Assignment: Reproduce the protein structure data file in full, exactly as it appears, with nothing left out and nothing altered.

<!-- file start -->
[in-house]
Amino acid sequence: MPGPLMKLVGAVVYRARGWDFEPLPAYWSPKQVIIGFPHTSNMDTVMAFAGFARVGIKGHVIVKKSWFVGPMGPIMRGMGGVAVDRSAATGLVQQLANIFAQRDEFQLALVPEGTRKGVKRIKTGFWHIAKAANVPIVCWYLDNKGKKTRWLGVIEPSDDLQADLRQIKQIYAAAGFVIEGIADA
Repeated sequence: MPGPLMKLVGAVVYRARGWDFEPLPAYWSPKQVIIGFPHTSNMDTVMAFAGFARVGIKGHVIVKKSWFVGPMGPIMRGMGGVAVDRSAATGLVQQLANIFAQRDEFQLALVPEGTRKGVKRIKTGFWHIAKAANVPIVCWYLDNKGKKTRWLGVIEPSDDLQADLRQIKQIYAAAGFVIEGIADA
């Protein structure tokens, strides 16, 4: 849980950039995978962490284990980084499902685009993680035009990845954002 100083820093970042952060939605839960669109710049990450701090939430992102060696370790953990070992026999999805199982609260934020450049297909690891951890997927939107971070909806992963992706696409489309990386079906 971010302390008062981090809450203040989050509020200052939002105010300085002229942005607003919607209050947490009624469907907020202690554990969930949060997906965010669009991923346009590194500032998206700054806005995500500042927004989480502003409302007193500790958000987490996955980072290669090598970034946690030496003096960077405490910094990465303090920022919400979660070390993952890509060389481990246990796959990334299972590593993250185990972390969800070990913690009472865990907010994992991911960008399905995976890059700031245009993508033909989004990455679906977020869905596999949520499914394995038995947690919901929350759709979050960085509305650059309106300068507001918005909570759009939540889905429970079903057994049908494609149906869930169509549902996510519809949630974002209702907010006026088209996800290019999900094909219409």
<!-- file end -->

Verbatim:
[in-house]
Amino acid sequence: MPGPLMKLVGAVVYRARGWDFEPLPAYWSPKQVIIGFPHTSNMDTVMAFAGFARVGIKGHVIVKKSWFVGPMGPIMRGMGGVAVDRSAATGLVQQLANIFAQRDEFQLALVPEGTRKGVKRIKTGFWHIAKAANVPIVCWYLDNKGKKTRWLGVIEPSDDLQADLRQIKQIYAAAGFVIEGIADA
Repeated sequence: MPGPLMKLVGAVVYRARGWDFEPLPAYWSPKQVIIGFPHTSNMDTVMAFAGFARVGIKGHVIVKKSWFVGPMGPIMRGMGGVAVDRSAATGLVQQLANIFAQRDEFQLALVPEGTRKGVKRIKTGFWHIAKAANVPIVCWYLDNKGKKTRWLGVIEPSDDLQADLRQIKQIYAAAGFVIEGIADA
């Protein structure tokens, strides 16, 4: 849980950039995978962490284990980084499902685009993680035009990845954002 100083820093970042952060939605839960669109710049990450701090939430992102060696370790953990070992026999999805199982609260934020450049297909690891951890997927939107971070909806992963992706696409489309990386079906 971010302390008062981090809450203040989050509020200052939002105010300085002229942005607003919607209050947490009624469907907020202690554990969930949060997906965010669009991923346009590194500032998206700054806005995500500042927004989480502003409302007193500790958000987490996955980072290669090598970034946690030496003096960077405490910094990465303090920022919400979660070390993952890509060389481990246990796959990334299972590593993250185990972390969800070990913690009472865990907010994992991911960008399905995976890059700031245009993508033909989004990455679906977020869905596999949520499914394995038995947690919901929350759709979050960085509305650059309106300068507001918005909570759009939540889905429970079903057994049908494609149906869930169509549902996510519809949630974002209702907010006026088209996800290019999900094909219409």